|1871 advertisement (Wikipedia)|
If you were to visit Washington, D.C. in the spring of 1884, and it was a hot day, you might want to go out just north of the city to visit a 45 year old gentleman called Mr. Hayward, who was a respectable Pension Office clerk. But here was a man with a different lifestyle indeed: he lived in a tree house. A New York Times reporter went off to check out this unusual domicile in April 1884, being “desirous of ascertaining what could induce a man to build himself a residence in a tree.”
Mr. Hayward explained that ever since contracting some unnamed disease in the Civil War, he needed to keep cool in the summer. So in 1883, he put up a tent in his back yard. But then he worried that a “tramp” would steal it, or that it would leak during a good rain. So he stuck the tent in a tree on Mount Pleasant*, having first got permission (they don’t say from who). Well, he didn’t stop at a tent: he built a whole tree house: a 12 by 7 1/2 foot platform built between two large trees, an A frame, and a tent over the whole thing. Instead of a sleeping bag, Mr. Hayward enjoyed the comfort of one of the modern sofa beds (modern for then, of course) such as you see on the left in the 1871 ad. Not quite as comfortable as the modern beds of today, which as you can see, are wide and sleek-looking, just right for an airy contemporary bedroom – but better than real camping, wouldn’t you say?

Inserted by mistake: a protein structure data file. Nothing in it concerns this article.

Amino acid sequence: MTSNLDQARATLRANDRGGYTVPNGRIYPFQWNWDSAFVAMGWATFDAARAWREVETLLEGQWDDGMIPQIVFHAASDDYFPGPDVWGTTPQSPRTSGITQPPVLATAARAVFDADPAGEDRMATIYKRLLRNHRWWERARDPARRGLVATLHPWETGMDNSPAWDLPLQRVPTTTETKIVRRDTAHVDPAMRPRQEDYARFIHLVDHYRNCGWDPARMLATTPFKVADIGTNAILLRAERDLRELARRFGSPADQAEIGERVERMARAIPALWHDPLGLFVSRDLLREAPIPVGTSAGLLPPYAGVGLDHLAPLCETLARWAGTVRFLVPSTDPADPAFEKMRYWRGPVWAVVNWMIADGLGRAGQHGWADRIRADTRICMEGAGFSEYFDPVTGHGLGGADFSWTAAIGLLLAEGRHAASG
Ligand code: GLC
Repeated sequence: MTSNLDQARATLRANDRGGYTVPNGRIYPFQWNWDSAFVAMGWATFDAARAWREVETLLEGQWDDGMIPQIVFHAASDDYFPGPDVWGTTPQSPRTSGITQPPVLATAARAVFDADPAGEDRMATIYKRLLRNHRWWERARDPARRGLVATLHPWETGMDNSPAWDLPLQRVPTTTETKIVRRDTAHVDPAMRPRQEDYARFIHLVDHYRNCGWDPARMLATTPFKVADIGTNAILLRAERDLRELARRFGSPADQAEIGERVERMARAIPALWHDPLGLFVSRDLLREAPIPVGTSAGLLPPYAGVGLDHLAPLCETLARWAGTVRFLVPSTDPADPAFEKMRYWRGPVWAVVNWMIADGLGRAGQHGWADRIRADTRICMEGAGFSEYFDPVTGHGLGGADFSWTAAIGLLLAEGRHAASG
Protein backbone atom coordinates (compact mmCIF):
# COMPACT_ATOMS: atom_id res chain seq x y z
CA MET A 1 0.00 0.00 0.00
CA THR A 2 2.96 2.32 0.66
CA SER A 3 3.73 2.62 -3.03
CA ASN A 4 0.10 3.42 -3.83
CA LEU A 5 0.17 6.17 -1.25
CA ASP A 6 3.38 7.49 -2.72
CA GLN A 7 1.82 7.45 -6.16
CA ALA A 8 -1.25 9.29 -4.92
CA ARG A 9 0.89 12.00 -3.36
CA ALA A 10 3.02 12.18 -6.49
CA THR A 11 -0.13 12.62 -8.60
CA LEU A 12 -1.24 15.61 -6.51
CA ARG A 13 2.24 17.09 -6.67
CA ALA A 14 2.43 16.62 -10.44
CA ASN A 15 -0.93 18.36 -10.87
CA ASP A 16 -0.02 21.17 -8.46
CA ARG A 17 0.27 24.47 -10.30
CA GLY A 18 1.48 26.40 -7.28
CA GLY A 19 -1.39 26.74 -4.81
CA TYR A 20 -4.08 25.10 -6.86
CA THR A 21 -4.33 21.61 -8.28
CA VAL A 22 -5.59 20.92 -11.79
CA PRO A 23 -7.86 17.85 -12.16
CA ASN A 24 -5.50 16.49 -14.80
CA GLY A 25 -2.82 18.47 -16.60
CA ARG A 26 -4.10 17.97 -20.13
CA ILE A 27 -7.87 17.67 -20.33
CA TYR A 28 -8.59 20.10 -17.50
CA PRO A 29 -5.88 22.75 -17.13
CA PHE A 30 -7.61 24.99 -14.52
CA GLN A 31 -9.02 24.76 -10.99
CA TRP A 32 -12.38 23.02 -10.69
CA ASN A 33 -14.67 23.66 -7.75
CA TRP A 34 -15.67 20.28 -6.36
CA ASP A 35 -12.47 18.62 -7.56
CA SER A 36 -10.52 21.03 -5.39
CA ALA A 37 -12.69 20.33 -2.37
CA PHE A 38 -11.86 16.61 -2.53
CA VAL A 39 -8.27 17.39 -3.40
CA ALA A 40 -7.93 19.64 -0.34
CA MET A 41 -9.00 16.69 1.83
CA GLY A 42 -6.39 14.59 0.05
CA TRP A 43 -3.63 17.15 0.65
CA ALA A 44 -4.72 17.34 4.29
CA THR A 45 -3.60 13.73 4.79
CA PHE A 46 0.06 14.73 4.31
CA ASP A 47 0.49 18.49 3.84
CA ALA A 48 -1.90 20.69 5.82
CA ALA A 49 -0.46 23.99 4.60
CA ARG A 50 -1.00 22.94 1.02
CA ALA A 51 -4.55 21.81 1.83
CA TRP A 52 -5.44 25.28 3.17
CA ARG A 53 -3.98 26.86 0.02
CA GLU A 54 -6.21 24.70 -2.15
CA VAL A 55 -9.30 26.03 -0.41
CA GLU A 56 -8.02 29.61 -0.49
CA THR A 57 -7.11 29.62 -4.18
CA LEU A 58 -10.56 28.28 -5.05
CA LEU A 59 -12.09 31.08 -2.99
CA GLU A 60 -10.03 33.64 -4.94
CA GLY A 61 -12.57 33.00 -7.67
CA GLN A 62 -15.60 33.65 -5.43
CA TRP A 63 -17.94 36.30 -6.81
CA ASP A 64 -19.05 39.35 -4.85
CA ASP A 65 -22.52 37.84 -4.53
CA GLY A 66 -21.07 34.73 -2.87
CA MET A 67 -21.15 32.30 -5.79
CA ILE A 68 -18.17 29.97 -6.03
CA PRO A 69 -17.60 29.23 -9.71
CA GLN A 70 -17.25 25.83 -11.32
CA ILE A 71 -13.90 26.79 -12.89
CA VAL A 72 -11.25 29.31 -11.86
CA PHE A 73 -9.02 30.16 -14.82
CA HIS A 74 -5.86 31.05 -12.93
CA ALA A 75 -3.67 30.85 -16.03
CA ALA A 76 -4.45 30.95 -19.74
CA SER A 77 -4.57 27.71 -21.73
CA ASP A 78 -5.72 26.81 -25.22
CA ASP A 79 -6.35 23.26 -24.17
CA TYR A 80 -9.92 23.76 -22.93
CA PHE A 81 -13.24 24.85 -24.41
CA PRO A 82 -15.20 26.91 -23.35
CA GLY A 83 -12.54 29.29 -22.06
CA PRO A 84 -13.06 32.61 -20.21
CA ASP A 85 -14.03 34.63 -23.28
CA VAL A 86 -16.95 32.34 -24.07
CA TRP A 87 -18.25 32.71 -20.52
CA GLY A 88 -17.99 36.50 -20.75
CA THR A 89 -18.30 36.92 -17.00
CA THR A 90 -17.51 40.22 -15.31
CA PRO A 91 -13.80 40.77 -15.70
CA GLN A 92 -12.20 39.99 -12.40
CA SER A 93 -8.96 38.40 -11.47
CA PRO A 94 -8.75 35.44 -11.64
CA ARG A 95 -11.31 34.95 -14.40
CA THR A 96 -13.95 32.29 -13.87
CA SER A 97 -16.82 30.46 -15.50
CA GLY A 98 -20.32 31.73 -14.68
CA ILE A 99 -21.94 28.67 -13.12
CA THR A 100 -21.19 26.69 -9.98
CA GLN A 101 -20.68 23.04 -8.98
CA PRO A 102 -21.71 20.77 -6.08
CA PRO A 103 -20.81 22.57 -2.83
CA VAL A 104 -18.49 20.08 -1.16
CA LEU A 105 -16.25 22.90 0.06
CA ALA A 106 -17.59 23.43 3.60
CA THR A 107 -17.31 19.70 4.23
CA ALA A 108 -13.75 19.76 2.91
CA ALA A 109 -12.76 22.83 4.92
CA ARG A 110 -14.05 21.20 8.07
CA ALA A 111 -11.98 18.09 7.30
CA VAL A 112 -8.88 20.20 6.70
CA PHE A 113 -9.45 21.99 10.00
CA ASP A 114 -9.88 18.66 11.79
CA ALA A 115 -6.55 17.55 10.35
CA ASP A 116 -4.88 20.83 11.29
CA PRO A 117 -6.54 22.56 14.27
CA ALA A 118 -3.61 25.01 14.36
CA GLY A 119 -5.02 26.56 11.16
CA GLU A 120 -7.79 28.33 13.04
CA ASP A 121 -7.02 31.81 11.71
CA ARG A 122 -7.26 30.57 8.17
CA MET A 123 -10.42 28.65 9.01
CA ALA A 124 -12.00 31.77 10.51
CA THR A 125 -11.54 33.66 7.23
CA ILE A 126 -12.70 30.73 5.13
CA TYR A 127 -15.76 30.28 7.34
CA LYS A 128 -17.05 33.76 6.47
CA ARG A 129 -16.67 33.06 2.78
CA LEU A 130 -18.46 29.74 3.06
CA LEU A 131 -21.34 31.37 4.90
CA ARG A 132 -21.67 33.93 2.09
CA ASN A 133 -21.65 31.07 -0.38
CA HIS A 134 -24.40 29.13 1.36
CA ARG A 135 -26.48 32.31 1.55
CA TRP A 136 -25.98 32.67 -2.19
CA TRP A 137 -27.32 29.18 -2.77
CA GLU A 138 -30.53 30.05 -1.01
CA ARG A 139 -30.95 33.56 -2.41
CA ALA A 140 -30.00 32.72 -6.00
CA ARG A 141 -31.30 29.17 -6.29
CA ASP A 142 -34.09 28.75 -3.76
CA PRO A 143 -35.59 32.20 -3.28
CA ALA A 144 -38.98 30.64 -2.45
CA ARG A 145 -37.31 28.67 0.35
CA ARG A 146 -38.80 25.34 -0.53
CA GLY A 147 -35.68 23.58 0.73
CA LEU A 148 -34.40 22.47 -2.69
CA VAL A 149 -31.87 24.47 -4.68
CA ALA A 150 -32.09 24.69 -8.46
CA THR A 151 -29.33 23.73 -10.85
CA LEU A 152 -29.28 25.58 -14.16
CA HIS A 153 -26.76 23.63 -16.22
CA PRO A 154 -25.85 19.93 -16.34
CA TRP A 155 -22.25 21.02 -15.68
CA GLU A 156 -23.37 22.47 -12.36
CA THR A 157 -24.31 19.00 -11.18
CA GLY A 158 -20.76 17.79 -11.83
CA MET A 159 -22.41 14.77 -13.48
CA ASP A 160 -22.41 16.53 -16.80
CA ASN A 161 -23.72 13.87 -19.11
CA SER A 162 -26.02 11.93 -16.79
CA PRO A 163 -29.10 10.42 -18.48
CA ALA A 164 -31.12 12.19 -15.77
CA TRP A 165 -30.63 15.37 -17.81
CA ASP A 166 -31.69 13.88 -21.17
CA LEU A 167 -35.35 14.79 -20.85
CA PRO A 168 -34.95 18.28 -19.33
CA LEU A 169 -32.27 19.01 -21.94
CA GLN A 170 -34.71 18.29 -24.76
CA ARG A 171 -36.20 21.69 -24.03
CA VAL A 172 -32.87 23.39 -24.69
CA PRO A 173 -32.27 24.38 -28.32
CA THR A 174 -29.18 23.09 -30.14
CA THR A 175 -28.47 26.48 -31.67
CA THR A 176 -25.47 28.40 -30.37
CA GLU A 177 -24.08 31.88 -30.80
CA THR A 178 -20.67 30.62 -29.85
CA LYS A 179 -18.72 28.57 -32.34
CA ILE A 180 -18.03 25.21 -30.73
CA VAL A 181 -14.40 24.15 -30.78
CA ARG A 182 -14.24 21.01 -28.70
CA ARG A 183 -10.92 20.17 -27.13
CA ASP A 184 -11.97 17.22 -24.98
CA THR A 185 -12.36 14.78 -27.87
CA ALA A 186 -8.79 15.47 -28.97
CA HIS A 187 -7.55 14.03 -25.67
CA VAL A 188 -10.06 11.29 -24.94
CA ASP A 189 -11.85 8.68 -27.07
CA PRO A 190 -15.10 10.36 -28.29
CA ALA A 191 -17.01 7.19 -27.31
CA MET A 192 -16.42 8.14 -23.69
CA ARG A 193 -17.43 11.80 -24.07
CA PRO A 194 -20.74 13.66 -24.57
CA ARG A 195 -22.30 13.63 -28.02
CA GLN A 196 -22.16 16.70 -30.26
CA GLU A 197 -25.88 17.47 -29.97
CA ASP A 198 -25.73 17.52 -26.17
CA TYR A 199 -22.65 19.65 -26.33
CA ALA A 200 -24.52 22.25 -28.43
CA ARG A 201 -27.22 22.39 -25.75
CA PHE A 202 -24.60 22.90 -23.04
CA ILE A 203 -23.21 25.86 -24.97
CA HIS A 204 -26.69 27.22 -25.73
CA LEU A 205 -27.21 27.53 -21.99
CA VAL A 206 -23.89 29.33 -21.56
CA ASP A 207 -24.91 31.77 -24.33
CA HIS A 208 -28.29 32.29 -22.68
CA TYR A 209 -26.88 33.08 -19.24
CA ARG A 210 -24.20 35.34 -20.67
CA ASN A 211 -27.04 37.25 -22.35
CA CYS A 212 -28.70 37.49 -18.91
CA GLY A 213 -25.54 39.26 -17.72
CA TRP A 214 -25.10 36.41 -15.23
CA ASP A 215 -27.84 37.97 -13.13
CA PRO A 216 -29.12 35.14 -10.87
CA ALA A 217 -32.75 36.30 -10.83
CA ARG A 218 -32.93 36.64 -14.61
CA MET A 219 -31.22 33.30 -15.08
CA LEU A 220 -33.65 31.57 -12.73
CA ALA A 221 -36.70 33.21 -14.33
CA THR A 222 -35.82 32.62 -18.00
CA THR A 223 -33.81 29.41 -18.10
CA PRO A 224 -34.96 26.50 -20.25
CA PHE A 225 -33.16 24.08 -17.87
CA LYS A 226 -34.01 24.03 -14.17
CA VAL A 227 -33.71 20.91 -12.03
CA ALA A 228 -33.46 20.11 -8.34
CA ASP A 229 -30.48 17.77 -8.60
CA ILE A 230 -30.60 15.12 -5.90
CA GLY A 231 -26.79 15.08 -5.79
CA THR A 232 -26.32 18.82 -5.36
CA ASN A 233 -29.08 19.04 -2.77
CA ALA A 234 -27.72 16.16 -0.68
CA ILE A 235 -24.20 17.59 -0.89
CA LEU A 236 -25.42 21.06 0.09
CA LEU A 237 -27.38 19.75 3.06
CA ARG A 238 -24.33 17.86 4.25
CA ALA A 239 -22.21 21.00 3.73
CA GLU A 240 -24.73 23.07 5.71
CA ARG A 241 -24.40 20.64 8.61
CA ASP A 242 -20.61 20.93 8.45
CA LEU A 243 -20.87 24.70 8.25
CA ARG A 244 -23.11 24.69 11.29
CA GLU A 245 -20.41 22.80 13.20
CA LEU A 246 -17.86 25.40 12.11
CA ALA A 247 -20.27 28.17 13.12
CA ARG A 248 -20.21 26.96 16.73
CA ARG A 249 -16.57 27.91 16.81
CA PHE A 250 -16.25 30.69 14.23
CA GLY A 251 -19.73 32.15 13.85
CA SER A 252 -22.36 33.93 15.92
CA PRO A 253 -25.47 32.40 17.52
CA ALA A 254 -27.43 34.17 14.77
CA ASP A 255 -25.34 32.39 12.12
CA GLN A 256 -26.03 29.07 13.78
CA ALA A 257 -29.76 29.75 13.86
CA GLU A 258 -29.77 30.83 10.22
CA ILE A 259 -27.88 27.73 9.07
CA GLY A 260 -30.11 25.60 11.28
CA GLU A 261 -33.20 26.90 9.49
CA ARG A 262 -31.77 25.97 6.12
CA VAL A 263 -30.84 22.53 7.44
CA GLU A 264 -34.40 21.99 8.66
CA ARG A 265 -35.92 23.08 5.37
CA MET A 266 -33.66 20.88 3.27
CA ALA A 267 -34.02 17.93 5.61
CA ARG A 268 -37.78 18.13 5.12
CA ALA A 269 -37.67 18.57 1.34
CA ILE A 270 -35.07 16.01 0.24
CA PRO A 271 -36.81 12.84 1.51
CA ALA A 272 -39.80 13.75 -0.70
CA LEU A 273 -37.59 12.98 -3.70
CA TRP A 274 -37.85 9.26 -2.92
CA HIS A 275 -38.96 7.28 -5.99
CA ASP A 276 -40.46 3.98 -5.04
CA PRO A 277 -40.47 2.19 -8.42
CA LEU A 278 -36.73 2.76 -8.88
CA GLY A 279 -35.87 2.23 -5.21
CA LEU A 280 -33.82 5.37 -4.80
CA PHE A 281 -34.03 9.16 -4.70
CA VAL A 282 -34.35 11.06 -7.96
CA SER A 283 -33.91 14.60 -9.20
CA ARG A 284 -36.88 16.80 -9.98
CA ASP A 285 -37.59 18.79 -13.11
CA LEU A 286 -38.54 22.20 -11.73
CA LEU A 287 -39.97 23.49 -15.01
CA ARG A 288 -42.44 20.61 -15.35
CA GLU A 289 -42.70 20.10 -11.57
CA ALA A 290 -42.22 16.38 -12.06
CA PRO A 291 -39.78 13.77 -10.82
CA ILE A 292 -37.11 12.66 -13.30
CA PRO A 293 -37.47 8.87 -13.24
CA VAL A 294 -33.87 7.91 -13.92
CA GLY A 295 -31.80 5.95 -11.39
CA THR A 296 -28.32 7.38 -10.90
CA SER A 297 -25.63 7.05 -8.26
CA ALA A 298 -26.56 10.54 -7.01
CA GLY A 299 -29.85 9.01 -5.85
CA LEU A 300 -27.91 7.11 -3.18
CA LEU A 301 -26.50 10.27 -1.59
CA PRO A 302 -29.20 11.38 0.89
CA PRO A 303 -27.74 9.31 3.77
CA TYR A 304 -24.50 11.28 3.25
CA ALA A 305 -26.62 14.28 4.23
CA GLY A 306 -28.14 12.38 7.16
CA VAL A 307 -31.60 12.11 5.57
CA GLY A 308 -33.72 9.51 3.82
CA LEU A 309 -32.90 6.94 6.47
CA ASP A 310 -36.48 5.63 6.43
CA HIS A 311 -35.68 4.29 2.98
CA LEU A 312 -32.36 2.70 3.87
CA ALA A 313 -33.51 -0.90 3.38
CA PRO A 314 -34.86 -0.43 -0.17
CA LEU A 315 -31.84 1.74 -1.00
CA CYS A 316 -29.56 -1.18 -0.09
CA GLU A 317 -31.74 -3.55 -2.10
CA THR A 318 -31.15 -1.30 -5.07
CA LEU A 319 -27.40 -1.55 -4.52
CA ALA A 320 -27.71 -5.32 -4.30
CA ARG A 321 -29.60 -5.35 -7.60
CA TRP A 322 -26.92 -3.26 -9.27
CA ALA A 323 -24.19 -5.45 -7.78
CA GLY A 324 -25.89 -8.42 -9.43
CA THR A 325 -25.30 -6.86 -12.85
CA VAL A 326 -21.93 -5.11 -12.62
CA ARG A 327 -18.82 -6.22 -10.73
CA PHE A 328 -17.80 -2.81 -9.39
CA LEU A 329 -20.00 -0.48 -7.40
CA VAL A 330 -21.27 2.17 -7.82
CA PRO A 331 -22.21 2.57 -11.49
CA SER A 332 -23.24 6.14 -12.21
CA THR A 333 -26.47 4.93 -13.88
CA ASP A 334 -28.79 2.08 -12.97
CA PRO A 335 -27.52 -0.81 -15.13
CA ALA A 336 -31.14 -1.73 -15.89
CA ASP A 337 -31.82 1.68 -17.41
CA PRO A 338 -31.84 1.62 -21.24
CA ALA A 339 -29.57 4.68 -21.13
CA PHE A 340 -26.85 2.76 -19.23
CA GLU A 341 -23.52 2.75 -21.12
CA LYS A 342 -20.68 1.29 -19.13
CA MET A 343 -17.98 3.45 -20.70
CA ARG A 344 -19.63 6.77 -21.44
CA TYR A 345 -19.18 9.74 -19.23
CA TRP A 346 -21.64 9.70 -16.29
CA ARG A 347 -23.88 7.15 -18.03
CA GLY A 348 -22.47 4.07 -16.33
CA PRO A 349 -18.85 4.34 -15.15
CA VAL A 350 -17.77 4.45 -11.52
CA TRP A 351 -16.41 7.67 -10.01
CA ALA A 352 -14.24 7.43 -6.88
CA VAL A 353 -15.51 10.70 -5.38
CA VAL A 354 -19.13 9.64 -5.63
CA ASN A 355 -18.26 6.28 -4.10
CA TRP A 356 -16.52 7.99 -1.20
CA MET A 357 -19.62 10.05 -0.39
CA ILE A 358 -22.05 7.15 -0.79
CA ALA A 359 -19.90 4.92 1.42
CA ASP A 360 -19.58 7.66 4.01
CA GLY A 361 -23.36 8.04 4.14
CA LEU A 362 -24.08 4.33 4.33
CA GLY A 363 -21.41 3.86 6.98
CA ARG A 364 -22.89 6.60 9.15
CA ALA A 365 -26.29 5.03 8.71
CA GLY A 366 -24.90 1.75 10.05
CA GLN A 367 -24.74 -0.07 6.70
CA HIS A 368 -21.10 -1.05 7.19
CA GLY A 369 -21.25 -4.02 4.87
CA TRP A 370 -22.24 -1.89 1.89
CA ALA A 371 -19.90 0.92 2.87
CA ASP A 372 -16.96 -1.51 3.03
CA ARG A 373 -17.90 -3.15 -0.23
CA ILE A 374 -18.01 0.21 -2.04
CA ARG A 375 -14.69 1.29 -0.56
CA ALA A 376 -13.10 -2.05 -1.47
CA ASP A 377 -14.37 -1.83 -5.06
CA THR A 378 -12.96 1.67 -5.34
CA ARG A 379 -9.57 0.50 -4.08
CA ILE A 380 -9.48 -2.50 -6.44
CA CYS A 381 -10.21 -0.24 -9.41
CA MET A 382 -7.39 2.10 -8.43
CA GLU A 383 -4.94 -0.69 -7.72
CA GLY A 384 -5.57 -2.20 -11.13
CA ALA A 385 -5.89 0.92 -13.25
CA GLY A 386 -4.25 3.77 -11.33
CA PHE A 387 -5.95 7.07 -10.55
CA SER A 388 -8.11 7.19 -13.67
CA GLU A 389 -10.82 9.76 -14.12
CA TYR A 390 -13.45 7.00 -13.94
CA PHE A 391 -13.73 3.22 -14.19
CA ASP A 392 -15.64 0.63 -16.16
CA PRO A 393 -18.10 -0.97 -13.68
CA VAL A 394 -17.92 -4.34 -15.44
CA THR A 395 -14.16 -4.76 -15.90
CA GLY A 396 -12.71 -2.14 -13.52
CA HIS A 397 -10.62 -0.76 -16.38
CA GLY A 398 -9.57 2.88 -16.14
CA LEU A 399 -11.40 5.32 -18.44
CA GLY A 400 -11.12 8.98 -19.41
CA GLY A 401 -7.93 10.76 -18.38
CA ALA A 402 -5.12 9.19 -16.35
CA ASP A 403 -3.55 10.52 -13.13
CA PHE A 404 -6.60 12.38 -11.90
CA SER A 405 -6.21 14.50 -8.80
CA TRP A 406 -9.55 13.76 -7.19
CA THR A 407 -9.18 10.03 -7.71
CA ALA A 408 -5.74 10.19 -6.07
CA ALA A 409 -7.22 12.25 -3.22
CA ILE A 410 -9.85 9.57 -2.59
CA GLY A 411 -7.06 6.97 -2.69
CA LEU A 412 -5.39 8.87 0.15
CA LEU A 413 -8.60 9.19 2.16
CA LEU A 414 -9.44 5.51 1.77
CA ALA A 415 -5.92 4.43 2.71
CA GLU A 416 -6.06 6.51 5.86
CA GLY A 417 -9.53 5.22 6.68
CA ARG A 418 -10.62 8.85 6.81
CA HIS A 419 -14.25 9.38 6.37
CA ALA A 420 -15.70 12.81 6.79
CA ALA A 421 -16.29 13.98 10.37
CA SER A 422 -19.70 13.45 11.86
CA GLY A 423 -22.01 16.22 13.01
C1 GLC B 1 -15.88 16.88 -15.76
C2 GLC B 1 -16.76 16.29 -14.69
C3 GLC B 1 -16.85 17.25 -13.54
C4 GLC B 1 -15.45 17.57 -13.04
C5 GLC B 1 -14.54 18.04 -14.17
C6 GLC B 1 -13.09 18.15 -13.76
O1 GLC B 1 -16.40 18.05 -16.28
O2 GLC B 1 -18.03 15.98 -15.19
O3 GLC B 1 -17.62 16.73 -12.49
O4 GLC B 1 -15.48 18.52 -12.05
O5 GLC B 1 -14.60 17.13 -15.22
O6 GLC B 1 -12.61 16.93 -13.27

|Rock Creek Park (Wikipedia)|
Mr. Hayward had some more modern furniture up in his tree house, too: a nice carpet, a wooden chest, a wash-stand, a rocking chair, a looking glass and even an oil stove (for warmth, not to cook on – he ate his meals at an obliging neighbor’s). Over the door he had the American flag and an engraving of General Ulysses S. Grant. He called the place Airy Castle, and stayed there all year round (hence the oil stove, for winter). When the Times man interviewed him, Mr. Hayward had just bought some land nearby, also on Mount Pleasant, and was about to start building Airy Castle 2.0 – this time in an “octagon shape.”
I will try and find out some more about Mr. Hayward and his tree castles and when I do, I’ll come back and tell you some more about him (and them). I like to think of him up in a tree, lounging on his tufted, incongruously fancy Victorian sofa bed, listening to the wind and “the birds singing all around me.”
[Source: "A House in the Tree Tops," New York Times, April 20, 1884.]
*Mount Pleasant is now a neighborhood in Washington, D.C. – it was a “streetcar suburb” back in the 1880s, and it’s also home to Rock Creek Park (not founded until 1890), where I imagine the trees for the tree house were located. The article refers to the slopes of an actual Mount Pleasant, which must be one of the “wooded hills” mentioned in the National Park Service link above.